Restarting your computer after a ransomware attack could result in more problems
The old “turn it off and on again” adage is not always best.
“Did you try turning it off and turning it back on again?” is a common adage for most computer-oriented problems.
A recent survey and the discussion that stemmed from it might make you question that in the future, however. Professors from Stanford University and New York University found that out of 1,180 adults, 30% of them restart their computers after being attacked by ransomware. And in a lot of ways, it is effective for types of malware that helps hackers look at your screen.
However, as new ransomware and malware develop, security and IT experts are now saying the opposite, as there are types of wares that will overwrite encryption keys during the reboot. Instead, rebooting in safe mode or hibernating the computer until you can address the issue is safer.
In an interview with ZDNet, Bill Siegel, Co-Founder & CEO of Coveware, talks about how dangerous new forms of malware are.
Generally, the [ransomware] executable that actually encrypts your data is designed to crawl through attached, mapped and mounted drives to a given machine. Sometimes it trips, or is blocked by a permission issue and will stop encrypting.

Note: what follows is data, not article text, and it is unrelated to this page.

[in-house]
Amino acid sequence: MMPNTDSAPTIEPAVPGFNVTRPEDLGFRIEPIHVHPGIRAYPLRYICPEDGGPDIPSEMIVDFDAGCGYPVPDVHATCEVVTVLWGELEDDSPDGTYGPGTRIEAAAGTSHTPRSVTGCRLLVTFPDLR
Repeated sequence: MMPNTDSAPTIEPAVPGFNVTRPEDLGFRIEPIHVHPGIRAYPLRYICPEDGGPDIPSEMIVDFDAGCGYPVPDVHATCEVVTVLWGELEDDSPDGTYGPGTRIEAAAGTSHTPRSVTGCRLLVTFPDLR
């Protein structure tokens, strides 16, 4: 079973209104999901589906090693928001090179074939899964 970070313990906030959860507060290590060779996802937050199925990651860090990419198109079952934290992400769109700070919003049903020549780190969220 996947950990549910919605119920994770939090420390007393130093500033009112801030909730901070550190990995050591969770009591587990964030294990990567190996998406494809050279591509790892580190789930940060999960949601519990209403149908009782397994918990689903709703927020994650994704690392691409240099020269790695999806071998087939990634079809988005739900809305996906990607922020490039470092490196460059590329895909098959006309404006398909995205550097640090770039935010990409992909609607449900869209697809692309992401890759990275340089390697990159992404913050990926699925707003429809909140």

New results from a survey say to no longer hit the reset button in lieu of a ransomware attack
When you restart your computer while a job is going on, the job continues when the computer comes back on. Meaning, if a malware began to grab some files, it will still do that. Not good.
In addition to the tips above, experts recommend users to disconnect the computer or laptop from the network or server. This allows other computers on the network to be isolated from the rogue software, while still retaining memory. For larger companies, the same experts suggest doing the same, but having an IT firm or in-house expert monitor the ransomware.
Finally, experts also urge those who may have been attacked with two tips. One is to find the source of the virus and remove it immediately (um, yeah, obviously). The second is to continue to back up your work and programs onto an external server.
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